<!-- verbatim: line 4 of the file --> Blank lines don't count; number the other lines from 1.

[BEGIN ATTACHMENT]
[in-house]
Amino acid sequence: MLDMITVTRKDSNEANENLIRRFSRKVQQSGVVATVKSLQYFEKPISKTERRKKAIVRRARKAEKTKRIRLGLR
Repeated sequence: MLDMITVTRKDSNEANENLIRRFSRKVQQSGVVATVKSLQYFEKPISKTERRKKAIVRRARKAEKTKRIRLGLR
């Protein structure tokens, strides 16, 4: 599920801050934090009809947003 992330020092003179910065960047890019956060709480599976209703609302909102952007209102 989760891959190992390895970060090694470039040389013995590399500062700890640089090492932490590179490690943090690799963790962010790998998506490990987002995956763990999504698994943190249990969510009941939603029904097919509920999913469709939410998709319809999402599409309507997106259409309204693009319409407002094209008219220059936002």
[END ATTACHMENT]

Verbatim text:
């Protein structure tokens, strides 16, 4: 599920801050934090009809947003 992330020092003179910065960047890019956060709480599976209703609302909102952007209102 989760891959190992390895970060090694470039040389013995590399500062700890640089090492932490590179490690943090690799963790962010790998998506490990987002995956763990999504698994943190249990969510009941939603029904097919509920999913469709939410998709319809999402599409309507997106259409309204693009319409407002094209008219220059936002």